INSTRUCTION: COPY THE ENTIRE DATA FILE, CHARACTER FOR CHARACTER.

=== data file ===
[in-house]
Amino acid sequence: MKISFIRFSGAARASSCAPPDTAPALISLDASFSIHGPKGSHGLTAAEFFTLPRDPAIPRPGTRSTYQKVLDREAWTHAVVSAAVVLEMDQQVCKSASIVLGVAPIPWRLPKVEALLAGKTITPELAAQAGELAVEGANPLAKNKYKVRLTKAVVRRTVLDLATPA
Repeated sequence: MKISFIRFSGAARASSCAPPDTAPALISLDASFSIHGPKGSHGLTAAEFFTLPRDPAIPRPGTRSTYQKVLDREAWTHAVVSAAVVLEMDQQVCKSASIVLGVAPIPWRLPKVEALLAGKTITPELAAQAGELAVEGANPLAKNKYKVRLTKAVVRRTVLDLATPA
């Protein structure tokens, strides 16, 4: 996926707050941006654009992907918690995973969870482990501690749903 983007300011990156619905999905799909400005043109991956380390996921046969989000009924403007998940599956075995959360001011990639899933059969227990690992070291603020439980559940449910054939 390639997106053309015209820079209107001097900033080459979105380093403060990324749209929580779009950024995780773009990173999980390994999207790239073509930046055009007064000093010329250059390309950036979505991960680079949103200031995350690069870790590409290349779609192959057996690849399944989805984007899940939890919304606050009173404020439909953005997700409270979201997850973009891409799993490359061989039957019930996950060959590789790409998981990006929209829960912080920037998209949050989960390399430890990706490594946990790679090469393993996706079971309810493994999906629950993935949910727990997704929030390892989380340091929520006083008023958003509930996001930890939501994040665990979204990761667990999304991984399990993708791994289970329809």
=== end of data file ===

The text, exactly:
[in-house]
Amino acid sequence: MKISFIRFSGAARASSCAPPDTAPALISLDASFSIHGPKGSHGLTAAEFFTLPRDPAIPRPGTRSTYQKVLDREAWTHAVVSAAVVLEMDQQVCKSASIVLGVAPIPWRLPKVEALLAGKTITPELAAQAGELAVEGANPLAKNKYKVRLTKAVVRRTVLDLATPA
Repeated sequence: MKISFIRFSGAARASSCAPPDTAPALISLDASFSIHGPKGSHGLTAAEFFTLPRDPAIPRPGTRSTYQKVLDREAWTHAVVSAAVVLEMDQQVCKSASIVLGVAPIPWRLPKVEALLAGKTITPELAAQAGELAVEGANPLAKNKYKVRLTKAVVRRTVLDLATPA
């Protein structure tokens, strides 16, 4: 996926707050941006654009992907918690995973969870482990501690749903 983007300011990156619905999905799909400005043109991956380390996921046969989000009924403007998940599956075995959360001011990639899933059969227990690992070291603020439980559940449910054939 390639997106053309015209820079209107001097900033080459979105380093403060990324749209929580779009950024995780773009990173999980390994999207790239073509930046055009007064000093010329250059390309950036979505991960680079949103200031995350690069870790590409290349779609192959057996690849399944989805984007899940939890919304606050009173404020439909953005997700409270979201997850973009891409799993490359061989039957019930996950060959590789790409998981990006929209829960912080920037998209949050989960390399430890990706490594946990790679090469393993996706079971309810493994999906629950993935949910727990997704929030390892989380340091929520006083008023958003509930996001930890939501994040665990979204990761667990999304991984399990993708791994289970329809």